This entertaining and playful book views Disney World as much more than the site of an ideal family vacation. Blending personal meditations, interviews, photographs, and cultural analysis, Inside the Mouse looks at Disney World’s architecture and design, its consumer practices, and its use of Disney characters and themes. This book takes the reader on an alternative ride through “the happiest place on earth” while asking “What makes this forty-three-square-mile theme park the quintessential embodiment of American leisure?”
Turning away from the programmed entertainment that Disney presents, the authors take a peek behind the scenes of everyday experience at Disney World. In their consideration of the park as both private corporate enterprise and public urban environment, the authors focus on questions concerning the production and consumption of leisure. Featuring over fifty photographs and interviews with workers that strip “cast members” of their cartoon costumes, this captivating work illustrates the high-pressure dynamics of the typical family vacation as well as a tour of Disney World that looks beyond the controlled facade of themed attractions.
As projects like EuroDisney and the proposed Disney America test the strength of the Disney cultural monolith, Inside the Mouse provides a timely assessment of the serious business of supplying pleasure in contemporary U.S. culture. Written for the general reader interested in the many worlds of Disney, this engrossing volume will also find fans among students and scholars of cultural studies.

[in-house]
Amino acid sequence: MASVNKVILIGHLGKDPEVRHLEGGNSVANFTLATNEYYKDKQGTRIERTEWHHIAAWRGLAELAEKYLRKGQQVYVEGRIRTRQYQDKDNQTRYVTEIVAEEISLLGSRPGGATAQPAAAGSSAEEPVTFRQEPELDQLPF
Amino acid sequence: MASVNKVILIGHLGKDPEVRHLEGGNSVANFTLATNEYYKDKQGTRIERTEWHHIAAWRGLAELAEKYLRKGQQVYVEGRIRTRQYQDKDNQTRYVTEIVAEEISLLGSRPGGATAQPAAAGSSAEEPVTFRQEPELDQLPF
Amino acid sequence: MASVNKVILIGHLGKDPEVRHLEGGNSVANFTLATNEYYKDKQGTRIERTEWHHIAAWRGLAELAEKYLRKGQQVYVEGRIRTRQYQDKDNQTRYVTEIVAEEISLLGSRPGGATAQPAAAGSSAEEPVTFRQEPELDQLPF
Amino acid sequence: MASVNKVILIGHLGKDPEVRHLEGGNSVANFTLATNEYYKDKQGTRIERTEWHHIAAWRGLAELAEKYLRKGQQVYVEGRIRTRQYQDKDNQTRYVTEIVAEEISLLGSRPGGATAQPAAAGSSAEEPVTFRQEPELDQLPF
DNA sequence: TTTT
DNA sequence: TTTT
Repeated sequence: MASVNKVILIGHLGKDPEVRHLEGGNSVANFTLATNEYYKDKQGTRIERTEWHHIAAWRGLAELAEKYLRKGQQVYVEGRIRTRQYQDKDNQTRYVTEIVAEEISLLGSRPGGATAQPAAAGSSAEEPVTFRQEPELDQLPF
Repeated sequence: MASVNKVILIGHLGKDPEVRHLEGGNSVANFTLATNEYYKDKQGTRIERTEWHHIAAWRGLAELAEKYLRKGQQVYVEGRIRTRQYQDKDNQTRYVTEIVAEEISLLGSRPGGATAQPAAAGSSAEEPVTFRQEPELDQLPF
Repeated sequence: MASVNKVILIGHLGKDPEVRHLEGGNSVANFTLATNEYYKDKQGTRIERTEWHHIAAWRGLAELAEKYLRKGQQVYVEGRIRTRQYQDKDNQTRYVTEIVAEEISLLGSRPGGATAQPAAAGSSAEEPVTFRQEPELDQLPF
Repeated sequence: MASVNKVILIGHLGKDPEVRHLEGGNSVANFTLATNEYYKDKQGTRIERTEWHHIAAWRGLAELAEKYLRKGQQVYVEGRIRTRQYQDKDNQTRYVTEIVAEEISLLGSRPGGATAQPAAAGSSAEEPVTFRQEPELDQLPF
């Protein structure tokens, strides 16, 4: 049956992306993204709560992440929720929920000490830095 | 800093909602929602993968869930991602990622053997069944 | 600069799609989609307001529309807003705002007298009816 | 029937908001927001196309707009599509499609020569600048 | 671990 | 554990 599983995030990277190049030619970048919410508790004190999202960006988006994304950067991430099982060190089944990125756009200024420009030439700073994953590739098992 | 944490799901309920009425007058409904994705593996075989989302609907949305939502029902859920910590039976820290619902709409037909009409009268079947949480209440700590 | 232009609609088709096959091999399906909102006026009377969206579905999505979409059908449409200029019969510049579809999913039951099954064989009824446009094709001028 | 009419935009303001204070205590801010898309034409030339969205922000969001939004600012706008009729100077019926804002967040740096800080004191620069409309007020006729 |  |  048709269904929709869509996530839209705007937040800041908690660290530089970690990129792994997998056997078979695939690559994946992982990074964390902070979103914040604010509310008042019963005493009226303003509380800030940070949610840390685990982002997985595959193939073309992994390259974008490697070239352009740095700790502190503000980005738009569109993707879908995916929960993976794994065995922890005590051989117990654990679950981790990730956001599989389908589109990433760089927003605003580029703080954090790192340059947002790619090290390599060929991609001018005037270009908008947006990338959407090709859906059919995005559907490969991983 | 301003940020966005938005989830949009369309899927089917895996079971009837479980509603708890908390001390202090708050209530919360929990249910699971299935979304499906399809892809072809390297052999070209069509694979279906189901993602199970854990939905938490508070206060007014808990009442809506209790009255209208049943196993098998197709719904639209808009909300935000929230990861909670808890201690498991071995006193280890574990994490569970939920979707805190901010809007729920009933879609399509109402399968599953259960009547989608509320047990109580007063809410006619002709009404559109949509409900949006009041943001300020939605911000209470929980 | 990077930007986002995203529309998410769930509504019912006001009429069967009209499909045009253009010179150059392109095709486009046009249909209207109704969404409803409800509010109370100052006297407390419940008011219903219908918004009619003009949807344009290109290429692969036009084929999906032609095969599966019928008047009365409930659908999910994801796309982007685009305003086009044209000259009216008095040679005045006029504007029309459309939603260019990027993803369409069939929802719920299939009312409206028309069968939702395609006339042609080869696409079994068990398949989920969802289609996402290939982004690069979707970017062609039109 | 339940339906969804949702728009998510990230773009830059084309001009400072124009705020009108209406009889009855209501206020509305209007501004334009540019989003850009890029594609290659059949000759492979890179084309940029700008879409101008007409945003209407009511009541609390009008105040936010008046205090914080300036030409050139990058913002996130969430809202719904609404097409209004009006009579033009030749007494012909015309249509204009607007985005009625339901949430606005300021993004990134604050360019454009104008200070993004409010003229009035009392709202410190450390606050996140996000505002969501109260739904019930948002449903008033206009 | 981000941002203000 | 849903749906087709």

If you're not an unquestioning Disney fan, this peek into ``the happiest place on earth'' is alternately illuminating, disturbing and, aptly, even a little goofy. Punctuated by Karen Klugman's photographs (decidedly not the stuff of Kodak Picture Spots), the Project on Disney (Klugman, of the Creative Arts Workshop in New Haven, Conn., and Jane Kuenz, Shelton Waldrep and Susan Willis of Duke's English department) offer anecdotes from their trips to Disney World before riffing on such trendy cultural-studies topics as Foucaultian surveillance, mall culture, tourism, postmodern architecture and the carnivalesque. In the chapter on ``Working at the Rat,'' past and present employees dish Disney. We learn that the percentage of gay and lesbian Disney World workers is high (estimates range from 25% to 75% of the park's work force), that employees sneak in after hours to have sex and that many workers use amphetamines to accrue overtime (surprisingly, Disney does not test the majority of its park employees for drugs). The management structure, day-to-day operations and Disney ethos are detailed, as are the appalling, even stomach-turning, working conditions endured by the ``head-wearers,'' which'll make you pause before posing for a grip-and-grin with Mickey.